In any event, the fans as one had erupted into their Liverpool Football club anthem “I’ll never walk alone.” In the bellowing it loses the romantic lilt of Hammerstein’s words and the melody itself is drowned. However, the intensity remains.
All the pieces have come together with that simple announcement above and the accompanying video of ordinary people singing or miming or whatever – there is something about British working class optimism that makes up for all the Boris buffoonery.
Opening Australia Too Soon
We now appreciate the Tasmanian Premier closing his borders so none of his Tasmanians can cross to the mainland. However, his action in quarantining the Mainland from the outbreak in Tasmania shows great foresight. We always thought it was the reverse. What cunning!
The “Burnie Incident” is unsurprising, given the demonstrated level of incompetence in the health service, proof of what happens when all the rules that the Commonwealth government put in place are ignored or flouted. Strange things happen when discipline is lax – generally such laxity teams up with incompetence.
One of the problems with many, but by no means all, small hospitals is that administrative capacity of the hospitals is deficient. In particular medical administration is often problematical as incompetents are shuffled between these health services, often with glowing references. This a general comment and not one specifically assigned to either the Burnie or Mersey hospitals, which have a conjoint administration.
Tasmania is lucky it has so many hospital beds. Some years ago, the question was always raised as to why the Mersey Hospital needed to be built, but then there must have been a seer in their midst who saw virus in the mist.
In Burnie, the virus has been let out of the bottle – infection control has been such that COVID-19 has been let loose in the community. One of the Ruby Princess passengers has been blamed for being the first case in the North-West. However ascribing actual blame is for others.
What is important now is that there is a real life situation to follow the out-of-control virus, not some abstract model. Australia can now witness from its falling rate overall what happens in a region where it is easily out of control and to see if the Australian remedy can be reinstated and indeed works.
Burnie in its population makeup is not unlike a western Sydney suburb. There are a string of small towns along the coast from Wynyard, abutting Burnie to Devonport like an attentuated suburban Melbourne and Sydney. I mention Wynyard and Devonport specifically because they are the two travel hubs for north-western Tasmania. Rex flies to Wynyard and Qantas though Qantaslink to Devonport. Devonport is where the Spirit of Tasmania berths, and given the current history of boats and the virus, there is a certain vulnerability I would have thought.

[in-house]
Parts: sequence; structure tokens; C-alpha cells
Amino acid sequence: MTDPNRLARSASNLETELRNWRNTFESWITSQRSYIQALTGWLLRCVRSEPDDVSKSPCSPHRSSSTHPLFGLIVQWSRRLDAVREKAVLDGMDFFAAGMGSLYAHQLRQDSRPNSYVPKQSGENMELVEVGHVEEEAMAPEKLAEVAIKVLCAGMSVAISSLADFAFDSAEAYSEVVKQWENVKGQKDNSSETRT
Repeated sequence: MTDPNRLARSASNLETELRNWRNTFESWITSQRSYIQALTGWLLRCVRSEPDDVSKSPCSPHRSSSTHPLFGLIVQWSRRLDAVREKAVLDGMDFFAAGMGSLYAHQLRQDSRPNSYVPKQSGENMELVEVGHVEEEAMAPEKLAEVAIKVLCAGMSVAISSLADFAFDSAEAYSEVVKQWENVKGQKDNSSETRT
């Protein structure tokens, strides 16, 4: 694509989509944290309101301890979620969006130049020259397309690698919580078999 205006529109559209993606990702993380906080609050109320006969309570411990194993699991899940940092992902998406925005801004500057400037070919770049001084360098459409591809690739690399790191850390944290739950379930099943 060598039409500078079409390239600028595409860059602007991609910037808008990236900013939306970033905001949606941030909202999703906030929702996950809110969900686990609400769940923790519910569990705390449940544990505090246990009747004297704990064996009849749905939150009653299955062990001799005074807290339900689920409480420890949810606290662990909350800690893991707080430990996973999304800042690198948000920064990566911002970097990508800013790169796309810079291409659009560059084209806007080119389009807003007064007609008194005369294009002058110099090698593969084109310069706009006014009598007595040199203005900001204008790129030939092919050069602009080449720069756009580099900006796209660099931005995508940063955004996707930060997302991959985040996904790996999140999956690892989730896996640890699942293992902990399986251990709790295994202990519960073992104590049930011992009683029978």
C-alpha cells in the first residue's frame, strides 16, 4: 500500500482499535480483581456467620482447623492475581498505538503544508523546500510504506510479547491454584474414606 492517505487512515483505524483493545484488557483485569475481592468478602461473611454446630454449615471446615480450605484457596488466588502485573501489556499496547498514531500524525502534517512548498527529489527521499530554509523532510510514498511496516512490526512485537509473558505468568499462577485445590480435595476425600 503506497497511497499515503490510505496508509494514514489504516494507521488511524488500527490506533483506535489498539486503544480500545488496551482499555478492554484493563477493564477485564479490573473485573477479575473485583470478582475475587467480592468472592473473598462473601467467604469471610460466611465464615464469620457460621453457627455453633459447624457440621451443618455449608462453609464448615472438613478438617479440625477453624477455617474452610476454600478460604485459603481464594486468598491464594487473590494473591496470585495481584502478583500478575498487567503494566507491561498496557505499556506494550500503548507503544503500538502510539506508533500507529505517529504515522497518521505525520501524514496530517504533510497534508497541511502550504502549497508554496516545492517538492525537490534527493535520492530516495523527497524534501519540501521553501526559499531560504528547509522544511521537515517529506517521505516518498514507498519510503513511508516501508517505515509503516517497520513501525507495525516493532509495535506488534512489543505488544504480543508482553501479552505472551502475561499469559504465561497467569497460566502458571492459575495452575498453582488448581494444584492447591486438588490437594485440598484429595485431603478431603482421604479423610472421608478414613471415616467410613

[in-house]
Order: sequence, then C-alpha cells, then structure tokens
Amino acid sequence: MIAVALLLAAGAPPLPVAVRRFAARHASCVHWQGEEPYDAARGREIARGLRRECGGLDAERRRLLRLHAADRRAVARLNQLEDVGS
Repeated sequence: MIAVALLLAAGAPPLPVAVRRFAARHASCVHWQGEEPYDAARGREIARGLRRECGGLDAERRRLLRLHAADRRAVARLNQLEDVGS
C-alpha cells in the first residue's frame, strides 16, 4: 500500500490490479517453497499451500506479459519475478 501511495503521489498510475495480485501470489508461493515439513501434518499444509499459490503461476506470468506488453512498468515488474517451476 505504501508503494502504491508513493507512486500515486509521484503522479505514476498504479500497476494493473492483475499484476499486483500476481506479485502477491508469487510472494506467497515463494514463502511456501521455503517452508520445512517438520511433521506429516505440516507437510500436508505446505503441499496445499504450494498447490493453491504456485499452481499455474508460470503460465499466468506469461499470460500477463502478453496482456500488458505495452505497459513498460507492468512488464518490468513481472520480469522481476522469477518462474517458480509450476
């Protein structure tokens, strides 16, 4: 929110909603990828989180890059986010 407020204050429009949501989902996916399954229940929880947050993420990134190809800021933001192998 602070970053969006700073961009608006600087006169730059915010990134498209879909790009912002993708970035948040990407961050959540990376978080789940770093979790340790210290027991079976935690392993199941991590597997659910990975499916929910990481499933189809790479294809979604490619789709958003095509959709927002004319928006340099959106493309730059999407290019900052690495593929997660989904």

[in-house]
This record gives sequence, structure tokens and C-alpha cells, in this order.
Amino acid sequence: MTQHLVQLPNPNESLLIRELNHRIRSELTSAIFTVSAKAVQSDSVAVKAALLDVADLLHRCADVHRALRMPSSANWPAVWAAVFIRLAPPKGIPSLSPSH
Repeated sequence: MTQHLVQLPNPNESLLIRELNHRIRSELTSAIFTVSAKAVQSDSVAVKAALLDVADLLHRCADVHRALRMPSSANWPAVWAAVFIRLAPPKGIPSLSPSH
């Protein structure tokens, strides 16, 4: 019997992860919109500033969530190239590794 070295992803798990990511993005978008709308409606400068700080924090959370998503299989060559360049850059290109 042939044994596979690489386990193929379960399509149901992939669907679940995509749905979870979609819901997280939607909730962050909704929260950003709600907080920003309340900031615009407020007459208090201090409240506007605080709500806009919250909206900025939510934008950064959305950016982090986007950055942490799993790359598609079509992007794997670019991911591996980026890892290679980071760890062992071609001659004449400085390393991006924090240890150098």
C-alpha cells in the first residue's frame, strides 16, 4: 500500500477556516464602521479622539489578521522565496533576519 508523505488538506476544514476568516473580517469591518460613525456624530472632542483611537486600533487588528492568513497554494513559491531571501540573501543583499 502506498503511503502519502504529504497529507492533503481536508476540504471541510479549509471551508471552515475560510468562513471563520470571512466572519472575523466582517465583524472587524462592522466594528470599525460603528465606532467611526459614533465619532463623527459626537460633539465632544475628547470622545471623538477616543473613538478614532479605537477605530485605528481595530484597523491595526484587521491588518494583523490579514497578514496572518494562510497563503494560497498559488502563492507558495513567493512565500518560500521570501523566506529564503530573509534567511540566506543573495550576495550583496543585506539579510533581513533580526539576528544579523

With such restrictions the north-west provides an opportunity to see how quickly the virus can spread and how quickly this underprepared community reacts. If the virus escapes the enforced isolation of the 5,000, then every community in this part of Tasmania is at risk. Possibly viral spread could engulf Tasmania.
The next two weeks will tell all, but it is to be hoped that the introduction of the Army, AusMat, and emergency supplies of equipment and trained staff will halt the spread. There is the complication of the FIFO miners, who are flying in through Devonport but are moved immediately to the mines down the West Coast and thus avoid Burnie. Further, there is always the follow up question of how many miners come from Burnie or other north-west coastal towns?
Hopefully, the police will continue to conduct comprehensive surveillance not only along the coast but also the three main ways south. The first is across Cradle Mountain (from the guys who went from the topiary town of Railton to Strahan – they must have got a shock to be apprehended). The second is the main route down the Murchison Highway, although there is a possible diversion through Hellyer Gorge. Finally, for those who really want to take the COVID-19 virus on a scenic trip South, there is a third route along the Road to Nowhere down through the Tarkine and across the Pieman River at Corinna; hopefully the ferry is still running.
I only mention these routes as apparently there has been an allegation of a COVID-19 carrier, known to have infected a number of health workers, who has vanished from the north-west. Cannot be found. But then there a myriad of unmade roads and forest tracks impossible to police.
It is the problem of Tasmania. One of the most beautiful places on the planet, yet its inhabitants demand much while disregarding their responsibility to conserve and preserve; they could give back more. In this case together with the rest of Australia they may watch how this snafu is corrected.
Hairdressers and barbers take a bow. Excoriated because you were allowed to remain open while others were not, you have plied your trade without being a school for scandalous conduct.
But like all mice I fear a Trim.